What America’s Middle East allies want from Pompeo
The United States Secretary of State Mike Pompeo visited Saudi Arabia on Saturday, his first stop in the Middle East since being confirmed by the US Senate last Thursday. That he has made the Middle East and Saudi Arabia his first foray in foreign affairs after confirmation bodes well for the region. US leadership is indispensable in dealing with the Arab-Israeli conflict, defeating Daesh, and countering Iran’s malign activities.
The short tenure of Rex Tillerson was among the poorest episodes in recent US diplomacy in this region and Pompeo’s appointment is expected to repair the damage done during those 15 months, which witnessed an escalation of violence in the region, significant erosion of US influence, and a rise in the influence of Iran and Russia.
The robust US strategy toward Iran was warmly welcomed when announced by the White House, but there was little in terms of implementation by the State Department during Tillerson’s term, which was marked by near paralysis toward this region. The White House, the Pentagon and other government agencies tried to fill the gap, but the traditional leadership played by the secretary of state was nowhere to be found.
Pompeo starts with clear advantages: He is a politician, a former member of Congress, is close to President Donald Trump, and is familiar with the region through his tenure at the Central Intelligence Agency. He is decisive and bold and keenly aware of the dangers facing the Middle East.
His muscular diplomacy in dealing with the Korean crisis has already borne fruit with the historical summit on Friday between the two Korean leaders, which has paved the way for a meeting in the near future with Trump. That spectacular diplomatic success has created a momentum for the new secretary of state in addressing the problems of this region.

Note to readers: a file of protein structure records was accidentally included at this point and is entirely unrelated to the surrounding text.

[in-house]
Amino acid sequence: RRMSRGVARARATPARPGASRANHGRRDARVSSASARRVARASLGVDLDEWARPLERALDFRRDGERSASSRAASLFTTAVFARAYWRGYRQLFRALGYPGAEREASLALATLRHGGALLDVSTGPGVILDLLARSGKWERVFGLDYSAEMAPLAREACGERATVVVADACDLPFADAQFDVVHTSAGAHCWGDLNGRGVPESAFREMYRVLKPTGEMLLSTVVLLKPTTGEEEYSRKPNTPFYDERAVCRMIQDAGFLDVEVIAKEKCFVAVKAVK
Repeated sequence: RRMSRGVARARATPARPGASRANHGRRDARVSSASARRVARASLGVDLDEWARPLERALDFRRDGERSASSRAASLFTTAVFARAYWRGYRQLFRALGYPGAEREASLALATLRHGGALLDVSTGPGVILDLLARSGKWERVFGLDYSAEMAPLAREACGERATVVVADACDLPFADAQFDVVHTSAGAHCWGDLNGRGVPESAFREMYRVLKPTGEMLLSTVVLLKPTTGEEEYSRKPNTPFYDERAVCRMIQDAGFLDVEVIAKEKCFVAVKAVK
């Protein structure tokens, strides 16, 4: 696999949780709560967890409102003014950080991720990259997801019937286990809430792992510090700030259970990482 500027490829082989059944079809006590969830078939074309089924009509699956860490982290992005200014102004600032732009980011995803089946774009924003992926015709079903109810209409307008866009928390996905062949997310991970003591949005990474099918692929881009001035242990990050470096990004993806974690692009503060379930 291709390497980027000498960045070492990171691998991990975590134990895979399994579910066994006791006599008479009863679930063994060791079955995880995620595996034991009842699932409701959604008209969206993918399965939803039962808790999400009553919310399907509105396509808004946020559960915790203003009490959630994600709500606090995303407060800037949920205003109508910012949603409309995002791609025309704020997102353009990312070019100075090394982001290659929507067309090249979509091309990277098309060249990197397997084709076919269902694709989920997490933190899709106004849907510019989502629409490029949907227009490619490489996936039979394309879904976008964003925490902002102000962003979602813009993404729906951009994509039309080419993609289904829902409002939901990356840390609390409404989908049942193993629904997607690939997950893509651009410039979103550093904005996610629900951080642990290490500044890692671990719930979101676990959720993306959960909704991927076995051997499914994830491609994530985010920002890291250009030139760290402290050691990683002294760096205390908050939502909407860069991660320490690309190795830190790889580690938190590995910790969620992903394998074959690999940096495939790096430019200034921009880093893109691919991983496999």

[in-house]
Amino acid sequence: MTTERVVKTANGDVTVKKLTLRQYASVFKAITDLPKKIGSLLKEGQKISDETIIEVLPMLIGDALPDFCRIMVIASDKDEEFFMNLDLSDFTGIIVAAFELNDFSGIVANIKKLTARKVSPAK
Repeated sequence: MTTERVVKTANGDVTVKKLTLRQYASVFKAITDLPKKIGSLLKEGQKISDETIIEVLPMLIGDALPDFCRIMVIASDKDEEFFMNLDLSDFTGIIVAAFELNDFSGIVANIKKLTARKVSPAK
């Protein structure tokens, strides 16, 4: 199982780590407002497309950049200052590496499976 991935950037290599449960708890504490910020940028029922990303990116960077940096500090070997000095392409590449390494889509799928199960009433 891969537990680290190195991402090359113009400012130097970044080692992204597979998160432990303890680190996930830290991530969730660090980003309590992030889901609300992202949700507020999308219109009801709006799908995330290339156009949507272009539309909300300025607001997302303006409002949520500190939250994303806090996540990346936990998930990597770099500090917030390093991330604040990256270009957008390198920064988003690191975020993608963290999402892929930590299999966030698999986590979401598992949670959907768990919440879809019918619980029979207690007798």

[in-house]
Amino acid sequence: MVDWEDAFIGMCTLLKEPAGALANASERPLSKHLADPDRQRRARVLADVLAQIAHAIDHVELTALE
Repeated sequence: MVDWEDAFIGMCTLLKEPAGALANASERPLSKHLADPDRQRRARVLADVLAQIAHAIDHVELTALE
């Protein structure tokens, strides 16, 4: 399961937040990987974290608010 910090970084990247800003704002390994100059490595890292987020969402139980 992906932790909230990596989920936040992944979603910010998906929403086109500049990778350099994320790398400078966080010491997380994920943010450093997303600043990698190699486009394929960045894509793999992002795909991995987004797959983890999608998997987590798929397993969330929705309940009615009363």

Pompeo has already called for concerted international action to punish Iran for its missile programs. He arrived in Riyadh shortly after Houthi militias in Yemen had fired missiles at Saudi Arabia in yet another bold escalation by Iran’s proxies. That the Iran-backed Houthis have fired at least 125 ballistic missiles at Saudi Arabia during the past three years, plus several thousand shorter-range missiles, highlights the need to rein in Iran’s own missile program and underscores the growing threat emanating from Tehran.
In Syria, dictator Bashar Assad could not last a day in office without Iran’s support. In Lebanon, Iran’s proxy Hezbollah calls the shots. In Palestine, Iran has steadfastly supported infighting, making it difficult for the Palestinian Authority to govern and advance the cause of peace. In Iraq, Iranian-supported factions are attempting to return the country to the divisive, sectarian policies of the past.
Pompeo summed up the problem when he said in Riyadh that “Iran destabilizes this entire region.”